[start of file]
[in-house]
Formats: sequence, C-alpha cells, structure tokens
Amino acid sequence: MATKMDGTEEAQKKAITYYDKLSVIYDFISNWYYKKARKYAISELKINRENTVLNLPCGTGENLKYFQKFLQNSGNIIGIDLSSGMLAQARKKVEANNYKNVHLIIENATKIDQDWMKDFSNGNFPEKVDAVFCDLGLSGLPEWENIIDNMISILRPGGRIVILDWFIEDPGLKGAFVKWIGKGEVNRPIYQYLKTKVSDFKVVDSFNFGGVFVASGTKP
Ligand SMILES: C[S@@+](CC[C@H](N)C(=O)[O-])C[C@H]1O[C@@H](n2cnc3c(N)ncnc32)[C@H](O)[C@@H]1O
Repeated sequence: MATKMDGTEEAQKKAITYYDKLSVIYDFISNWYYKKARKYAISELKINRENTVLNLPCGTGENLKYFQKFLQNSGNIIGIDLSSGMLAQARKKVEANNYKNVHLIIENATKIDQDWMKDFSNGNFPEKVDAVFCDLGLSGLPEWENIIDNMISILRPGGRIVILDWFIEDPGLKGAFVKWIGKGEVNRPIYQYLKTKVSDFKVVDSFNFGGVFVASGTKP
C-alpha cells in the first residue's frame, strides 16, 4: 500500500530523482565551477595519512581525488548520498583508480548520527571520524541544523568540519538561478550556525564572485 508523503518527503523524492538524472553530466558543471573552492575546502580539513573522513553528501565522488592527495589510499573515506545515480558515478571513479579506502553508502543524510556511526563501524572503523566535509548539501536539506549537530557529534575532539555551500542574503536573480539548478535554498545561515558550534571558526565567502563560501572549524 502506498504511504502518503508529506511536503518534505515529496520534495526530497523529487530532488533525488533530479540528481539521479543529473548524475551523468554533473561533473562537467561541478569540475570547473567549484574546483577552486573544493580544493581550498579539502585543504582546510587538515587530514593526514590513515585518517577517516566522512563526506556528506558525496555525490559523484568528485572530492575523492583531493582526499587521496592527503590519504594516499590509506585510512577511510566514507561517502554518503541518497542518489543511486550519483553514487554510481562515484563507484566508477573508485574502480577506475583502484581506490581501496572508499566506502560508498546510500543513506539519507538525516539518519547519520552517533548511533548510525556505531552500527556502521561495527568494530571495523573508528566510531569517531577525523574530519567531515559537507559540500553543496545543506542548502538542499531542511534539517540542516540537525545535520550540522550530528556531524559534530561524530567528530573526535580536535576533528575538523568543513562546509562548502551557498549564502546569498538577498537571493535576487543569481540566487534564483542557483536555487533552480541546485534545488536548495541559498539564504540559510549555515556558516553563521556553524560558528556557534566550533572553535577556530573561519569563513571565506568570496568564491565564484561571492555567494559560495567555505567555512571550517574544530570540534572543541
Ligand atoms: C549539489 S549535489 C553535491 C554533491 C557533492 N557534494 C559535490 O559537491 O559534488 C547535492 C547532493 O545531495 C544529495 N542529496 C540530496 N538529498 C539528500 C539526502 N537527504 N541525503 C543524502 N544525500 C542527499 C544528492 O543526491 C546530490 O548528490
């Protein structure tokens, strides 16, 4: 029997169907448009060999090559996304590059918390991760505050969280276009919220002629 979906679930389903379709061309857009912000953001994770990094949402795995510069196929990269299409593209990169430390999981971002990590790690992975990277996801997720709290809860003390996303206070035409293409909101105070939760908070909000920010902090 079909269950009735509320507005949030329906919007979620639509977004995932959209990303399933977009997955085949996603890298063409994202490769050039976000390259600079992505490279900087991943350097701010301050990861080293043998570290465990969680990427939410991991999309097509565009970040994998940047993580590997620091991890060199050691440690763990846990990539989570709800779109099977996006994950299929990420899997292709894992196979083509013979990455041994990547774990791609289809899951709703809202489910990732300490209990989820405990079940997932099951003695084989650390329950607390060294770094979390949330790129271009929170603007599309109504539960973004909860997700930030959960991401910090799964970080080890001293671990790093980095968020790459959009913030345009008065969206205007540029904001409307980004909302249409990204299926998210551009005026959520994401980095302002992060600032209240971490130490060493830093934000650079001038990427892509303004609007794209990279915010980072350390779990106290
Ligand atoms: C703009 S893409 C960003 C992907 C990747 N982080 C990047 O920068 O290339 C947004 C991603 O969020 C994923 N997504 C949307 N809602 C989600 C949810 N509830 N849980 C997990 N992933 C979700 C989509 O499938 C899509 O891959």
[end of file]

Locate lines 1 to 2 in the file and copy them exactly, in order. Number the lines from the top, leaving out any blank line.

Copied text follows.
[in-house]
Formats: sequence, C-alpha cells, structure tokens